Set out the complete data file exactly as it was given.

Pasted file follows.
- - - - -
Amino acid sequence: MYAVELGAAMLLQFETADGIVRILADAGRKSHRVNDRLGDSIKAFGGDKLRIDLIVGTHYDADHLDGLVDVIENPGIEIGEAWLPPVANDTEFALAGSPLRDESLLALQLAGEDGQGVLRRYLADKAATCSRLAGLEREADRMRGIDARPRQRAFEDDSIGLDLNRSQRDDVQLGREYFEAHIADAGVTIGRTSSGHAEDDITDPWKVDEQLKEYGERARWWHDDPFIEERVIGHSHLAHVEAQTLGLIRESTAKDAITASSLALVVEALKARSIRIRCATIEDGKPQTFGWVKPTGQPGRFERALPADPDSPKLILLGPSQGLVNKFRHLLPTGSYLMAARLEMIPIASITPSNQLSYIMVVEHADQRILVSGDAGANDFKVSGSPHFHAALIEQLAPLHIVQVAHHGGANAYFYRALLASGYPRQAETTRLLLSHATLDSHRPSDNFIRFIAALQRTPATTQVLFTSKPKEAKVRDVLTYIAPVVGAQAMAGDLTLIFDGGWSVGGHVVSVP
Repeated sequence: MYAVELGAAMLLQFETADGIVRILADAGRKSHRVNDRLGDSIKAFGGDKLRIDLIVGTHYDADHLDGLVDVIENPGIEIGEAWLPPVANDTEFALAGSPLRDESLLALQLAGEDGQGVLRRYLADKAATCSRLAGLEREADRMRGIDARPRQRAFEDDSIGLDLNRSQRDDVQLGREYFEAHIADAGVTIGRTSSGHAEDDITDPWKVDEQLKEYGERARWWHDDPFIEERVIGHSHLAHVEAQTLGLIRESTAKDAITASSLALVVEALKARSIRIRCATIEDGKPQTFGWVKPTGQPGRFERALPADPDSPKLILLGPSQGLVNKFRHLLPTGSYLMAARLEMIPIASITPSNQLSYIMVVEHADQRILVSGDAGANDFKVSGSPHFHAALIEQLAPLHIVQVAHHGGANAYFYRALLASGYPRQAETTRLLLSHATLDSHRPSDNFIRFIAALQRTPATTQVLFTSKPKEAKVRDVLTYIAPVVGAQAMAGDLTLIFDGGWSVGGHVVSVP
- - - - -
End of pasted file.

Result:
Amino acid sequence: MYAVELGAAMLLQFETADGIVRILADAGRKSHRVNDRLGDSIKAFGGDKLRIDLIVGTHYDADHLDGLVDVIENPGIEIGEAWLPPVANDTEFALAGSPLRDESLLALQLAGEDGQGVLRRYLADKAATCSRLAGLEREADRMRGIDARPRQRAFEDDSIGLDLNRSQRDDVQLGREYFEAHIADAGVTIGRTSSGHAEDDITDPWKVDEQLKEYGERARWWHDDPFIEERVIGHSHLAHVEAQTLGLIRESTAKDAITASSLALVVEALKARSIRIRCATIEDGKPQTFGWVKPTGQPGRFERALPADPDSPKLILLGPSQGLVNKFRHLLPTGSYLMAARLEMIPIASITPSNQLSYIMVVEHADQRILVSGDAGANDFKVSGSPHFHAALIEQLAPLHIVQVAHHGGANAYFYRALLASGYPRQAETTRLLLSHATLDSHRPSDNFIRFIAALQRTPATTQVLFTSKPKEAKVRDVLTYIAPVVGAQAMAGDLTLIFDGGWSVGGHVVSVP
Repeated sequence: MYAVELGAAMLLQFETADGIVRILADAGRKSHRVNDRLGDSIKAFGGDKLRIDLIVGTHYDADHLDGLVDVIENPGIEIGEAWLPPVANDTEFALAGSPLRDESLLALQLAGEDGQGVLRRYLADKAATCSRLAGLEREADRMRGIDARPRQRAFEDDSIGLDLNRSQRDDVQLGREYFEAHIADAGVTIGRTSSGHAEDDITDPWKVDEQLKEYGERARWWHDDPFIEERVIGHSHLAHVEAQTLGLIRESTAKDAITASSLALVVEALKARSIRIRCATIEDGKPQTFGWVKPTGQPGRFERALPADPDSPKLILLGPSQGLVNKFRHLLPTGSYLMAARLEMIPIASITPSNQLSYIMVVEHADQRILVSGDAGANDFKVSGSPHFHAALIEQLAPLHIVQVAHHGGANAYFYRALLASGYPRQAETTRLLLSHATLDSHRPSDNFIRFIAALQRTPATTQVLFTSKPKEAKVRDVLTYIAPVVGAQAMAGDLTLIFDGGWSVGGHVVSVP